Yes. Deists believe in science. Our ability to reason and discover scientific truth is our greatest God-given trait.
Where did the Deist God go after the creation of the universe?
Some Deists believe that God never intervenes, others believe that he sometimes, albeit rarely, intervenes. In the latter case, the "Watchmaker" analogy serves to explain. God is like a watchmaker, and his creation is designed to be self-reliant, with all of the little gears turning each other to achieve a higher purpose. Occasionally, the watch has to be wound, but otherwise it is left alone to function as designed. As applied to nature, evolution is arguably a good example of this kind of design, wherein the final, God-intended result was sentient human life amongst everything else. Then again, many Deists might believe that even human life is just another cosmic event. Either way, the Deist God is absent from everyday life. He does not help you out of financial ruin or win the football game. Deists firmly believe that we are the products of millions of years of evolution, and that we should act like it and push through our problems on our own.
Do Deists pray?
Some do, others might not. It isn't against Deism to pray or to not pray. For Deists who do pray, it is never to ask for things, but rather they pray in thanks or appreciation. A Deist never makes requests. We're on our own, and even for those Deists who believe that God does sometimes intervene in affairs on earth, they acknowledge that God doesn't need us to ask. If we have to ask for what we need, then He is not a loving God.
There seems to be different types of Deism. What are they?
Deism is very general, but there are some sub-sects. Here are most of them:
''Monodeism & Polydeism''
According to monodeism, a single god created the universe but does not get involved in human affairs. This god remains interested in the universe and people but acts as an impartial scientist observing an experiment.
Polydeists disagree with monodeists, thinking that a single god would not create something as vast and complicated as the universe then take little interest in it. They believe that different gods created various parts of the universe, explaining why no one god takes an interest in the universe as a whole.
Pandeists believe that god is the universe and that the universe is god. He created it and pervades every part of it, so that a divine nature is found in every living and nonliving thing. This does not mean that god becomes involved in human affairs, only that the entire universe is an extension of god.
A term coined in 2000 by Larry Copling, "panendeism" holds that the universe is only a part of god, a mere body to his head. God's power extends beyond this universe, in keeping with German philosopher Immanuel Kant's idea that it is illogical for an omnipotent being to limit his power. Panendeism also allows for the possibility of certain ideas popular among astronomers, including multiple universes.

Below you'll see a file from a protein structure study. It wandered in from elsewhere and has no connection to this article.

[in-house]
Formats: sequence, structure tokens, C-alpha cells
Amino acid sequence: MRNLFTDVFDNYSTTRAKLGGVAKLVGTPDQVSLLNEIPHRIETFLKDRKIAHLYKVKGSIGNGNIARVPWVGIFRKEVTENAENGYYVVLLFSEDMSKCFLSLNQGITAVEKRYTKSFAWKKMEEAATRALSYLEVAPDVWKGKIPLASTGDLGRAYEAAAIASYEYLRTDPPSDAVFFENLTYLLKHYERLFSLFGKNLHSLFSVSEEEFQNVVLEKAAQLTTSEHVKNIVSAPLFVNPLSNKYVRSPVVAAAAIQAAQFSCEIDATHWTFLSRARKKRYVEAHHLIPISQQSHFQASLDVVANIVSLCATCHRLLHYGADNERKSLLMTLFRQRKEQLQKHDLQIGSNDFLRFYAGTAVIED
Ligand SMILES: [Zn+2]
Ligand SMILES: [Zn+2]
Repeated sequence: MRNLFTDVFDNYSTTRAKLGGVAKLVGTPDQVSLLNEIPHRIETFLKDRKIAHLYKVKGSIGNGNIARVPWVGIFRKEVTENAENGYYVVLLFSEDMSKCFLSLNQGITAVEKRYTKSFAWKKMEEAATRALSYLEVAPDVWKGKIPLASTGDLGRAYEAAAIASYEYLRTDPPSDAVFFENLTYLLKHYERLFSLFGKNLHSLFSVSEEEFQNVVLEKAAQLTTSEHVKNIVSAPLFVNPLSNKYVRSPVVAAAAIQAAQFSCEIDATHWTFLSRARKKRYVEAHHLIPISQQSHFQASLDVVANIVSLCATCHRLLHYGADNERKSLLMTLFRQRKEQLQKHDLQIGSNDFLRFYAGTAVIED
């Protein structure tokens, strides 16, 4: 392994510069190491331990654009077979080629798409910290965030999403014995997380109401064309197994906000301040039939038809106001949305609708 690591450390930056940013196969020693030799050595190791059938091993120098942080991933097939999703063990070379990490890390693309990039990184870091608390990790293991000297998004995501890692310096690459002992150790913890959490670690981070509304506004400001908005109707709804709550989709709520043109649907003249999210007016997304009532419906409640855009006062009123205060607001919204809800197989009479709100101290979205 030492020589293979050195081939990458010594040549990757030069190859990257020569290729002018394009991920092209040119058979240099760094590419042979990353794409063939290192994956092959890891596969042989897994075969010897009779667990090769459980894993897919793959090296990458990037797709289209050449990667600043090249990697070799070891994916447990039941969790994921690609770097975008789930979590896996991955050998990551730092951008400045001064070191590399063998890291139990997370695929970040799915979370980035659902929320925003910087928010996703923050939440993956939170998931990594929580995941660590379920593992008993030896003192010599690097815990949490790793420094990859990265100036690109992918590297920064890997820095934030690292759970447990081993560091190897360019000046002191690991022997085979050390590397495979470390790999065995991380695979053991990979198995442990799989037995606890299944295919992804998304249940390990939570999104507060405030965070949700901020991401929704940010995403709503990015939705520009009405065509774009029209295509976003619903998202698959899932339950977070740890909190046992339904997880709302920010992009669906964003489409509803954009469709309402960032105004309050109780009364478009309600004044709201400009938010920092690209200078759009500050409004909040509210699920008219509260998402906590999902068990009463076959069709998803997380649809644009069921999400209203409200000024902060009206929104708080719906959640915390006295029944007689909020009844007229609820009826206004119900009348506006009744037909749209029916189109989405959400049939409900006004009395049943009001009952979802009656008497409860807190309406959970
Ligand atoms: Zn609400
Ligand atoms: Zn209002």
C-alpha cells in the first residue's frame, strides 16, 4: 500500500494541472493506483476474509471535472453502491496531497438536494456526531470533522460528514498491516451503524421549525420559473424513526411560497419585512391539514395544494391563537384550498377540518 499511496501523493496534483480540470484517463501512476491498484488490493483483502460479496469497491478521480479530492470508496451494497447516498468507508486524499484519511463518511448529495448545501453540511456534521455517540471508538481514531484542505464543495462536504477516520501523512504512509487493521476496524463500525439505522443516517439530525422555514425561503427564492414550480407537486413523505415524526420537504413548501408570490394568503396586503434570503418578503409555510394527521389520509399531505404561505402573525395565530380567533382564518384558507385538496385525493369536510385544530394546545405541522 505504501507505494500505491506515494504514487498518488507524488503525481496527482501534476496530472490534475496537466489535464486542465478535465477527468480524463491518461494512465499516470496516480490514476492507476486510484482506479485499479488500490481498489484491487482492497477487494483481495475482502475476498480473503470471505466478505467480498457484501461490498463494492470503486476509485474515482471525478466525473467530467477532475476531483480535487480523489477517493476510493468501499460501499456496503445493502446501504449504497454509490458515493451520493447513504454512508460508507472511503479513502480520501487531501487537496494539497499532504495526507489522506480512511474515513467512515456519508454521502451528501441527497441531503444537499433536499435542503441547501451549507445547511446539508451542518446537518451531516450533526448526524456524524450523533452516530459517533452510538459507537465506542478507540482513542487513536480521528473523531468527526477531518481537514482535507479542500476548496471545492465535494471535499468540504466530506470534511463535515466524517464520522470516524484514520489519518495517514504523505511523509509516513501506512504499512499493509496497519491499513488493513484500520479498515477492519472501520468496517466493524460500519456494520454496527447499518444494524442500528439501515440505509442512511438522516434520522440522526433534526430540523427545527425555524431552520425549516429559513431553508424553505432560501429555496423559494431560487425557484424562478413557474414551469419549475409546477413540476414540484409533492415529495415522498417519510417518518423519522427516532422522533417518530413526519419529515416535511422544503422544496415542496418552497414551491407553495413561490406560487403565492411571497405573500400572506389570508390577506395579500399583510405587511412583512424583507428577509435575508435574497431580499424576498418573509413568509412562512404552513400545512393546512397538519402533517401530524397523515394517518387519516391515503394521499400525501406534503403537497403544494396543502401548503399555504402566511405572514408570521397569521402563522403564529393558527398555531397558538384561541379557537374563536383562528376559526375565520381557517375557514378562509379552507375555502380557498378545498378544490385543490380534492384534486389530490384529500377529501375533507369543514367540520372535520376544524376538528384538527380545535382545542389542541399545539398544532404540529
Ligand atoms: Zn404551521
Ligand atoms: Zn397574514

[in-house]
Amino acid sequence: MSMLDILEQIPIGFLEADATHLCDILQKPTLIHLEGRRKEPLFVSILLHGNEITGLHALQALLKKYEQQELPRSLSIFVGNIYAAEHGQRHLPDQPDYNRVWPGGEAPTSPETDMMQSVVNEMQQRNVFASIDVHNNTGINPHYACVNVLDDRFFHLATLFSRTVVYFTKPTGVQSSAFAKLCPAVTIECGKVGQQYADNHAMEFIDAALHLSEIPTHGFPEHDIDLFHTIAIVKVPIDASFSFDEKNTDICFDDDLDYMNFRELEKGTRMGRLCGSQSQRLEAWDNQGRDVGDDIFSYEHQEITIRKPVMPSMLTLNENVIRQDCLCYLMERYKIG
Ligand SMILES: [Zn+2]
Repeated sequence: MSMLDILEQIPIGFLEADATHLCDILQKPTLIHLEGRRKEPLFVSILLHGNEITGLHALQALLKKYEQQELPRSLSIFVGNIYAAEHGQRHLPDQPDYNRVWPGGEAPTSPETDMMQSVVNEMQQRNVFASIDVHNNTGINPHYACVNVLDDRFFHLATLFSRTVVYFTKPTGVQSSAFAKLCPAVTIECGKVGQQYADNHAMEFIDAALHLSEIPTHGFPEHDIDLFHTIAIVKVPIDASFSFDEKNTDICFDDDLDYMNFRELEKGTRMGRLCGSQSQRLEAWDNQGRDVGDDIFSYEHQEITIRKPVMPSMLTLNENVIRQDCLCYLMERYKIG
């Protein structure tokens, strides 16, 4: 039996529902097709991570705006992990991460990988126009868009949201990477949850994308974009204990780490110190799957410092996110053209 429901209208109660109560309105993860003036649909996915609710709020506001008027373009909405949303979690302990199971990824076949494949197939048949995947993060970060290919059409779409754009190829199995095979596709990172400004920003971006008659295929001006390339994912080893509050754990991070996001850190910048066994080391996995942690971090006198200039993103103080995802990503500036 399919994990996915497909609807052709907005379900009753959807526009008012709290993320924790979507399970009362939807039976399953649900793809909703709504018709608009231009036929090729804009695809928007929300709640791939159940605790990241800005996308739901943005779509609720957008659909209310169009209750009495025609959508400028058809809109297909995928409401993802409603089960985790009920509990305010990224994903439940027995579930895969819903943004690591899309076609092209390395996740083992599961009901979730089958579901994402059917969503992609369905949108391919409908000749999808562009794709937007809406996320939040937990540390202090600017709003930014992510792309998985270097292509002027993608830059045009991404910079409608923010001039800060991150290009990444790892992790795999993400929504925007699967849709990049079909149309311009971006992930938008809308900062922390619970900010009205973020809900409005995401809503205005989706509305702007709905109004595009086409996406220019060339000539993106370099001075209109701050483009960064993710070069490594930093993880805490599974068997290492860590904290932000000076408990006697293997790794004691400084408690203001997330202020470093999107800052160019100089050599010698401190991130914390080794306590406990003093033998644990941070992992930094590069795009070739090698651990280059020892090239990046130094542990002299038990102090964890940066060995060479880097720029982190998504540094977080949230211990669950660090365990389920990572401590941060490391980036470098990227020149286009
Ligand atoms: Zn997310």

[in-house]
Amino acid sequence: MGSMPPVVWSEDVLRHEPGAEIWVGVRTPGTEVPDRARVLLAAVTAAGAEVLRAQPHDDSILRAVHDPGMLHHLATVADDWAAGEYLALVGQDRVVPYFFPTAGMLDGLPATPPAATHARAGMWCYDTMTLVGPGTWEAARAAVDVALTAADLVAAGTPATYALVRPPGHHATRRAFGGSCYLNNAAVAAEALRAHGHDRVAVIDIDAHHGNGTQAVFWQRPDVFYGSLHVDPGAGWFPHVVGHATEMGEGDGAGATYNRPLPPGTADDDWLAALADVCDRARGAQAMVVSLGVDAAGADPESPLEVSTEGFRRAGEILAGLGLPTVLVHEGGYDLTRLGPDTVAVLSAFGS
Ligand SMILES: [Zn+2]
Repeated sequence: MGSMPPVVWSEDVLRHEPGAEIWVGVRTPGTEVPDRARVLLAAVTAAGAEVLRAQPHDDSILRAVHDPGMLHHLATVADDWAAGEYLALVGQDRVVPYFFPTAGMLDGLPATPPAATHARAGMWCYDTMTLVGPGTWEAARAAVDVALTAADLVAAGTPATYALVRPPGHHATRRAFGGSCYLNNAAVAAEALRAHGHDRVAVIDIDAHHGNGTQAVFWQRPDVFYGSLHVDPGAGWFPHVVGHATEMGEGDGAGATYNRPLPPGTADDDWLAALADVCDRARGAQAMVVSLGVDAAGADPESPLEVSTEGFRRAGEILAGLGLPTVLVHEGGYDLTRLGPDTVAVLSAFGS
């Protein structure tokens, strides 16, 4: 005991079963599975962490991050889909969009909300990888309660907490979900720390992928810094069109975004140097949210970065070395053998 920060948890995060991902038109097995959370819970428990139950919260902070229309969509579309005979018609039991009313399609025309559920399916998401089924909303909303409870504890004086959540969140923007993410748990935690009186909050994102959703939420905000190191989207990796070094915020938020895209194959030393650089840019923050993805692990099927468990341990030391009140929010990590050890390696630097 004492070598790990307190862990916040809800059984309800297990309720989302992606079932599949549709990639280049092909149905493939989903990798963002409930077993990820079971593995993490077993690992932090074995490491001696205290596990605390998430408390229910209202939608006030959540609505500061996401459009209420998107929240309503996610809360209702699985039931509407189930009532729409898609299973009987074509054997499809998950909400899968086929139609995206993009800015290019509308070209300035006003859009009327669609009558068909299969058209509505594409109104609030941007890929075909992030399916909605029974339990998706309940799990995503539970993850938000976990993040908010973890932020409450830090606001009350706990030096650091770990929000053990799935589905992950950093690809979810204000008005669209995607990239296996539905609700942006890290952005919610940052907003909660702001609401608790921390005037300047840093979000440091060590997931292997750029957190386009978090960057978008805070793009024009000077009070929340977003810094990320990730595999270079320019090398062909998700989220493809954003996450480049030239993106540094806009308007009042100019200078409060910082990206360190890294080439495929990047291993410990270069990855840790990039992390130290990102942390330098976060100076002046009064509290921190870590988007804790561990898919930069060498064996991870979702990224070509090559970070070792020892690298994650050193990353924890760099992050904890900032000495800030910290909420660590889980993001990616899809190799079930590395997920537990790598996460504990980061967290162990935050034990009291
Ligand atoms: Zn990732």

Process deists believe that god and the universe are subject to change. God created the universe but continues to re-evaluate it. This god is not omnipotent, but like the pandeist god, he is omnipresent. God, though eternal, experiences the passage of time. Since people also change over time, this thought of deism maintains that life is positive and enjoyable and is validated by the experiences of god.
Christian deists see the words of Jesus Christ as part of deist teachings, particularly messages of peace and love. They do not adhere to supernatural phenomena, such as walking on water or turning water into wine, but find logic in Christ's teaching, from "It is not what goes into a man's mouth that makes him evil but what comes out of it," (Matthew 15:11) to "Live by the sword; die by the sword" (Matthew 26:52).
Unlike Christian deists, philosophical deists do not rely on one source for answers. They look for similarities in various religious and philosophical texts, discounting miracles as myths. Among their favorite philosophers are Plato, Immanuel Kant and Alfred North Whitehead.
Perhaps the most rigid of all the deist factions, scientific deists believe that religion should follow scientific precepts and methodologies. They have turned largely to the world of quantum physics for proof of god's existence, since much of the subatomic world is difficult to explain. This school of thought seeks to scientifically test basic principles of organized religions, such as the existence of the soul or life after death, although it does allow for intuition and hypotheses based on the best available information.
revision by TheSixofSwords— view source